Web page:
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'Fire in the sky:' Canadian family in Israel says it's business as usual after attack

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The rumbles and tremors rattling Leah Appel's Jerusalem apartment building jolted her from sleep around 1:45 on Sunday morning.

Unbeknownst to her at the time, Iran had just unleashed a barrage of drones and missiles at targets inside Israel in what observers around the world fear could mark a dramatic escalation of regional tensions already at a boiling point due to the ongoing war between Israel and Hamas.

Appel, a Montreal native who moved to Israel with her husband after the Oct. 7 attack on that country, said Iran's weekend offensive was unlike anything she had ever experienced in Canada.

"It felt like 1000 ton weights had been dropped in the apartment above our apartment and our whole room was shaking," she said in a call from Jerusalem.

"I said to (my husband), 'Moshe, what is that?' He opened the window and there was just fire in the sky."

The sound of warning sirens soon prompted the Appels and their two children to grab bags pre-packed with food and clothing and troop down to the apartment's bomb shelter.

While Israeli forces and their allies were intercepting 99 per cent of the roughly 300 projectiles fired at Israeli targets, the Appels and other families in their building huddled together to share supplies and comfort frightened children.

Moshe Appel eventually went out with a few others to look around their neighbourhood.

By 2:30 a.m., he said the sky was clear and everything was quiet.

Despite the speedy resolution, Moshe Appel said the onslaught from Iran was the most intense incident the family has witnessed since emigrating from Canada nearly three months ago.

"This was a very significant attack," he said. "This was essentially hundreds of drones and missiles, which if we didn't have the defence system that we in Israel had, could potentially cause serious harm."

The offensive came less than two weeks after an airstrike blamed on Israel destroyed Iran's consulate in Syria and killed two Iranian generals.

Moshe Appel said Israel's Iron Dome -- the country's anti-missile defence system -- made him feel safer in the country's capital than he ever felt in Canada.

Sunday was the first day of the Israeli work week, and in spite of a disruption in sleep, he said life in Jerusalem resumed its usual rhythm without missing a beat.

"Around 8 'o'clock on Sunday morning, people were at the cafes, people were at the park, people got on the bus, they went to work. They were getting ready for Passover, it was just business as usual," he said.

"Well, the siren went off, everything's fine. Now we're OK. It's time to go to work. That's just how it is here."

Leah Appel said her 10-year-old son went back to sleep on a mattress in the building bomb shelter almost as soon as she covered him with a blanket.

"He knew he was safe among his friends," she said. "He slept through it. He woke up this morning, and he went to the park."

The couple's 11-year-old daughter has been following the news closely. She went to bed dressed and had an emergency bag packed so she could get up and leave immediately.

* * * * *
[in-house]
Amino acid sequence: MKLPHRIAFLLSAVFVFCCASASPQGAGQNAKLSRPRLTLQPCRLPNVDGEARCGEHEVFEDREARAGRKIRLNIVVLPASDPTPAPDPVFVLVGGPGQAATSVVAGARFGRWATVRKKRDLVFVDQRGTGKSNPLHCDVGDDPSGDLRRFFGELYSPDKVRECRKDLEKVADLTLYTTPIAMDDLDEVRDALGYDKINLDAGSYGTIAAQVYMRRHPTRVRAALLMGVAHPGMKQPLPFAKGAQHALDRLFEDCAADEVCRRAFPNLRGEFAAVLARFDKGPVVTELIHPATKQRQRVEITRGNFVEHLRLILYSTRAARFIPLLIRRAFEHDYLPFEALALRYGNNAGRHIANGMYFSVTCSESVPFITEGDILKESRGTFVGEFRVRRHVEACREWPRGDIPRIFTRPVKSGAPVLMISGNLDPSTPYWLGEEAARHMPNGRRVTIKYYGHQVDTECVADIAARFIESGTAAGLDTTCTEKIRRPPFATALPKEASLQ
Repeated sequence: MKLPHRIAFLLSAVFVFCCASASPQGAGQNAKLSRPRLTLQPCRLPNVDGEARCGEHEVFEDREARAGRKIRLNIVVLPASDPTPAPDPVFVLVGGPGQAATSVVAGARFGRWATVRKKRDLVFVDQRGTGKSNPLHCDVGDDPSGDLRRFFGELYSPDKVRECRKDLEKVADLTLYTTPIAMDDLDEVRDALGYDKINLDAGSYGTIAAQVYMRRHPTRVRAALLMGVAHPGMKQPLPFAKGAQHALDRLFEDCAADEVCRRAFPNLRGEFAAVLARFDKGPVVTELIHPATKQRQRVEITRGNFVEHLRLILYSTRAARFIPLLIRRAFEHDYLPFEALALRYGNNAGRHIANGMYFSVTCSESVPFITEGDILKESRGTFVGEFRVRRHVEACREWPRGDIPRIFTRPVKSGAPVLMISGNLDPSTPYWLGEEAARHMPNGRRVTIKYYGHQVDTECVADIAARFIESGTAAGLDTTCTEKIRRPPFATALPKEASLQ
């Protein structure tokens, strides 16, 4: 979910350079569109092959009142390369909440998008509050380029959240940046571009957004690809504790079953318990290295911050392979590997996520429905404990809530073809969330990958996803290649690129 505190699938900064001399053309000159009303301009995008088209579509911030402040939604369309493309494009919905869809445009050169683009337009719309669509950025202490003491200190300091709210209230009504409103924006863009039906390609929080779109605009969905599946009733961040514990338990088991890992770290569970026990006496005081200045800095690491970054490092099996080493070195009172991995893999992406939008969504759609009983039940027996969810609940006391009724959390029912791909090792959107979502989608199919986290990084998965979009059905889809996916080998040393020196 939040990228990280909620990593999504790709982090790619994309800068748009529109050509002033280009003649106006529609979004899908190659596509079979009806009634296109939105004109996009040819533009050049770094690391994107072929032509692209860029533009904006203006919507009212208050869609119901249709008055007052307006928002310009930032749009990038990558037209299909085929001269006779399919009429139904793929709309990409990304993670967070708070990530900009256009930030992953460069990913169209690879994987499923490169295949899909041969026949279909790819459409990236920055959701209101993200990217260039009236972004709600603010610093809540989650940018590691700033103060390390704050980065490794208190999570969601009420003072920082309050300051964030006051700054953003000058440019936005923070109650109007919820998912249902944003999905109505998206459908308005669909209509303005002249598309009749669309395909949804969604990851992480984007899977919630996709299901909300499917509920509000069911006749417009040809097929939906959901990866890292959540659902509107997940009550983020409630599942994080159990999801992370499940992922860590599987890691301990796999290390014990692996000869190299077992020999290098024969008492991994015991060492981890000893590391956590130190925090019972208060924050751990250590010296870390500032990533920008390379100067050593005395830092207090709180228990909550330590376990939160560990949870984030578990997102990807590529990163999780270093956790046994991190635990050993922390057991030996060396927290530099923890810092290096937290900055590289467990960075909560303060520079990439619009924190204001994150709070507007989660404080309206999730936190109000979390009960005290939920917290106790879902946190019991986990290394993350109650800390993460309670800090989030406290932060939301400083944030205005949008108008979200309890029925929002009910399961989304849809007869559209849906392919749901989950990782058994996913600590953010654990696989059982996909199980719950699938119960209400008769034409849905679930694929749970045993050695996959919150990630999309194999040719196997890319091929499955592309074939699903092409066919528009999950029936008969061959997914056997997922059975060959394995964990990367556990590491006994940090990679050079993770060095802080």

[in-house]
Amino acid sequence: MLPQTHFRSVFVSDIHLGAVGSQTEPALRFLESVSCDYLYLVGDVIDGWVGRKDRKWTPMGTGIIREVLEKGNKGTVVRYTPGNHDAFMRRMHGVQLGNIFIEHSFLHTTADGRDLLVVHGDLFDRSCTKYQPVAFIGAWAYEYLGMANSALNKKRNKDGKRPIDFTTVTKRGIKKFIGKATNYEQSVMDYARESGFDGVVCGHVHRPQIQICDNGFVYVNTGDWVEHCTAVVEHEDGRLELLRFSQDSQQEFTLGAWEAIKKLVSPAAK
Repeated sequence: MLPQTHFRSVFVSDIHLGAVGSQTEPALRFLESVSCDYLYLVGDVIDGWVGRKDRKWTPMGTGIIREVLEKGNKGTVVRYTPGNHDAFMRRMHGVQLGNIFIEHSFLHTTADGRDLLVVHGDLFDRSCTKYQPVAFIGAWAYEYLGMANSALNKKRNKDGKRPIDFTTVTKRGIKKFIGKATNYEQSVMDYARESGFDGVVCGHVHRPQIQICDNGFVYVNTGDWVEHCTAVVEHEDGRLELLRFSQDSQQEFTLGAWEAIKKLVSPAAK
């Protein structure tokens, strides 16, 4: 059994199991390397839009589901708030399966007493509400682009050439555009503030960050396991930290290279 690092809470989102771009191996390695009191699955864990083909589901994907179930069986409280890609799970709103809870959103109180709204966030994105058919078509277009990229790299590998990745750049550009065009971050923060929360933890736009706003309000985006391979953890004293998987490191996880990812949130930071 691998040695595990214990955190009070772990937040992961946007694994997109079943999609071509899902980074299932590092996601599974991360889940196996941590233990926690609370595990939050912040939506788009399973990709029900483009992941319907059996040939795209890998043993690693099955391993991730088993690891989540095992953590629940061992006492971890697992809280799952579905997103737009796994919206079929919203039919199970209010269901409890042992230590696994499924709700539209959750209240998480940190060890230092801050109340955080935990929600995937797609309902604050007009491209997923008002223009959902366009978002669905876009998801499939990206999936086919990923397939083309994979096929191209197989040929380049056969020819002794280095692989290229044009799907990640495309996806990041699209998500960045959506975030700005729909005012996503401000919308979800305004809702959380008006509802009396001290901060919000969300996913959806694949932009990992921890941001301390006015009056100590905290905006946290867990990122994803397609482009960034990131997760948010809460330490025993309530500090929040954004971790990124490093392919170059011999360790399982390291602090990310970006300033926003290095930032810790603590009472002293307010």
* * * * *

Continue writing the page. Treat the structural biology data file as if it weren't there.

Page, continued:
The Appels said they "really hope" Iran's offensive marks the worst of things and tensions start to subside.

They described the attack as "frustrating and said it could've destroyed holy sites that are important to Muslims, Christians and Jews alike.

"My understanding is that Israel wants to retaliate. The world at large is just sort of telling us not to. I'm not sure about the wisdom one way or the other," Leah Appel said.

"If we don't retaliate, it gives (Israel's enemies) a chance to sort of rebuild and try to attack us again. If we do retaliate, it can sort of drag our resources away from the things that we're concentrating on now. I feel like it's probably not good, either way, because you don't really want a war. Right? Nobody ever wants a war."

Back in Canada on Sunday, the Iranian attack ushered in a long night of mixed emotions for Francis Weil. The president of the Moncton Jewish Community watched the unfolding drama on TV from his home in New Brunswick and fielded dozens of messages from those who feared the assault would cause harm.

But Weil said he had "confidence" Israel had the systems in place to hold the attack at bay.

"My reaction is mainly that why did Iran not realize that they were just wasting their time and their money shooting at Israel," he said. "For me, it was quite obvious that the thing would not succeed."

In Tehran, meanwhile, news of Iran's offensive came as a surprise to Alireza Ghandchi.

The Richmond Hill, Ont., resident, who is visiting his parents in the Iranian capital for Ramadan, said most people there don't see the point of launching such an attack. He described the effort as more of a display of power and a show of might rather than anything substantial.

Still, he recognized in an interview the attack could well trigger retaliation from Israel. A key minister in the country's war cabinet said Sunday Israel would "collect the price from Iran, in the way and at the time that suits us."

The mood in Tehran is one of fear, Ghandchi said, adding residents worry an attack could come at night.

"The people are tense and they are worried ... I hope things calm down."

This report by The Canadian Press was first published April 15, 2024.

With files from The Associated Press

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